Israeli Prime Minister Benjamin Netanyahu says his government will not tolerate “derogatory conduct” against people for their religion, after Jewish residents were filmed spitting at Christian pilgrims.
“Israel is totally committed to safeguard the sacred right of worship and pilgrimage to the holy sites of all faiths,” the prime minister wrote on X (formerly Twitter). “I strongly condemn any attempt to intimidate worshippers, and I am committed to taking immediate and decisive action against it.”
Though Netanyahu did not mention any particular incident, the statement came after a video surfaced online showing ultra-Orthodox Jews, including children, spitting at Christians in Jerusalem’s Old City earlier this week. The episode took place during celebrations for the Jewish holiday of Sukkot, as well as the Feast of Tabernacles, a yearly religious event that draws Christian pilgrims to Israel.
While the video quickly sparked controversy, an Orthodox activist and a former spokesman for Israel’s hard-right Otzma Yehudit party, Elisha Yered, defended the practice of “spitting near churches or monasteries,” calling it an “ancient Jewish tradition.” He added that “we have forgotten what Christianity is,” going on to reference a number of historical atrocities carried out against the Jews.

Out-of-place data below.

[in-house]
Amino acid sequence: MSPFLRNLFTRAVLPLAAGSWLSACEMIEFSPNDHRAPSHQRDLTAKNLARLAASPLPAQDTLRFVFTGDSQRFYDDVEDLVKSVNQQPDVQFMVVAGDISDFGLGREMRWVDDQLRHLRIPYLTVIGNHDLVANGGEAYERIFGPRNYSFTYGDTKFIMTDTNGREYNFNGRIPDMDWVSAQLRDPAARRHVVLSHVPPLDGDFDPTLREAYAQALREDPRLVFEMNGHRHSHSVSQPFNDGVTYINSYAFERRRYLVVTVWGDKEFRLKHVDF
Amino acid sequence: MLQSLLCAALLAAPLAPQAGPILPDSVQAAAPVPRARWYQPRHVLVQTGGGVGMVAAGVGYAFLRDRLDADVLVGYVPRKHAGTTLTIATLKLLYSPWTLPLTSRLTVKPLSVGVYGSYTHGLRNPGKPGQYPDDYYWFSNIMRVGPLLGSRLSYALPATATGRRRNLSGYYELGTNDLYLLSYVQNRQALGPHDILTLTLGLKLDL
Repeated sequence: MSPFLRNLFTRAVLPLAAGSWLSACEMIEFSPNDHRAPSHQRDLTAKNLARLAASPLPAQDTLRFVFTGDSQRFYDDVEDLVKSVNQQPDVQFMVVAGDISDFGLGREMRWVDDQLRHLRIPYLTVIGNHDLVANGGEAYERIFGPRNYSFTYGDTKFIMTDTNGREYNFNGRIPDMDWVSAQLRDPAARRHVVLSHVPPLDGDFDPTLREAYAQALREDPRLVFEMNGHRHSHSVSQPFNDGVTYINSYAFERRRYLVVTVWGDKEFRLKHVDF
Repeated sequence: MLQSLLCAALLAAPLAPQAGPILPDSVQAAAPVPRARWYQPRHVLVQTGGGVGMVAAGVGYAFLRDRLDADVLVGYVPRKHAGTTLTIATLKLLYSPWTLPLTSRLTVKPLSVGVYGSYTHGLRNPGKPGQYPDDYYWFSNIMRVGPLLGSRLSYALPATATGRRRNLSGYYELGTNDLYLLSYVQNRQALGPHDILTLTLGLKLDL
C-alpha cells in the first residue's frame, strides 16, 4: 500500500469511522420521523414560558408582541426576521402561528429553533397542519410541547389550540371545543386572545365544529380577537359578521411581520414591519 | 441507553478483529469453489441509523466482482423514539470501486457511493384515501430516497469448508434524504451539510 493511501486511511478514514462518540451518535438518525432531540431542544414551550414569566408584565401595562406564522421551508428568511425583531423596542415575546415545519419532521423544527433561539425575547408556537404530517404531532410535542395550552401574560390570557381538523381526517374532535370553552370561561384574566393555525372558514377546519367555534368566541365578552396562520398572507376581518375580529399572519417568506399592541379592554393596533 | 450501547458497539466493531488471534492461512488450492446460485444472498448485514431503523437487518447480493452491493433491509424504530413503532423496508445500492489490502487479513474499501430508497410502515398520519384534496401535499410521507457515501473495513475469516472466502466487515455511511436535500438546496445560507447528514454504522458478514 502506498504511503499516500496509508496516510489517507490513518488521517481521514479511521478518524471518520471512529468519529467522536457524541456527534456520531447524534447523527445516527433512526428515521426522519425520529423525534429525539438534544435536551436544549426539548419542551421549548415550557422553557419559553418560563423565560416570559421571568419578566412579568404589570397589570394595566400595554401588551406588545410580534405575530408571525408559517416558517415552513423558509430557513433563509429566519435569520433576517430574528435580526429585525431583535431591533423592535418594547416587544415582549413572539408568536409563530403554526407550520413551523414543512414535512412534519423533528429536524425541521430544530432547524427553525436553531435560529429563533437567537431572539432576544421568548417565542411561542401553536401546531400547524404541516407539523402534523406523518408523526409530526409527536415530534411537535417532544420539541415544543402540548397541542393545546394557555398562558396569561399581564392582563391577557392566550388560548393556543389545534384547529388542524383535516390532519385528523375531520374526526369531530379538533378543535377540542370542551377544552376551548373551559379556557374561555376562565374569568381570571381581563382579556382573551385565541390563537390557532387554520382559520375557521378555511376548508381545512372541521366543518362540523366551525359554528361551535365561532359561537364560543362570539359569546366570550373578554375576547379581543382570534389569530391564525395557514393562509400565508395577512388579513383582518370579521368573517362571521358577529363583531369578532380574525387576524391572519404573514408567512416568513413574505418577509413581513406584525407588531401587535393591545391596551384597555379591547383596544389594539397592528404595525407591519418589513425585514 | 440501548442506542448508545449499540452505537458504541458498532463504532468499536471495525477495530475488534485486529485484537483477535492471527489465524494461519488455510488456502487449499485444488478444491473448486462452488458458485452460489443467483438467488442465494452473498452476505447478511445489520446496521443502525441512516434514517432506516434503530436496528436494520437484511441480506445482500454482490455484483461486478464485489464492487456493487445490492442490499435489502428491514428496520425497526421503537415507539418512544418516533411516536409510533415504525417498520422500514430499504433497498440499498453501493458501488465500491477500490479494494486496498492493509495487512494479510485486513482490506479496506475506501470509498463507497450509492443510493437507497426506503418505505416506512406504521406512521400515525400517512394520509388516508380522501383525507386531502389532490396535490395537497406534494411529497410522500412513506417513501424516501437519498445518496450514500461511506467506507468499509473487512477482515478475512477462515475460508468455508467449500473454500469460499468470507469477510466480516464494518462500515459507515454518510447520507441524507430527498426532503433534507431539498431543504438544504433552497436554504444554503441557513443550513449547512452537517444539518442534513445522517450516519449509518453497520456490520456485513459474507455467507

On Wednesday, Israeli police announced that they had arrested five people suspected of spitting at Christians. “Unfortunately, we witness the continued disgraceful acts of hatred towards Christians in the Old City of Jerusalem, primarily through spitting by extremists,” Jerusalem district police commander Doron Turgeman said.
National Security Minister Itamar Ben Gvir also condemned the spitting on Christians, but argued that it is “not a criminal case.”
“I think we need to act on it through instruction and education. Not everything justifies an arrest,” Ben Gvir, who is also a member of the religious Jewish Otzma Yehudit party, said.
The incidents came in the immediate lead-up to the yearly Jerusalem March, which typically draws large crowds of Jews and Christians. Despite the controversy, the gathering was held on Wednesday, with thousands of Christians from more than 90 countries reportedly taking part alongside 60,000 total participants. Police reported no violence or clashes during the march.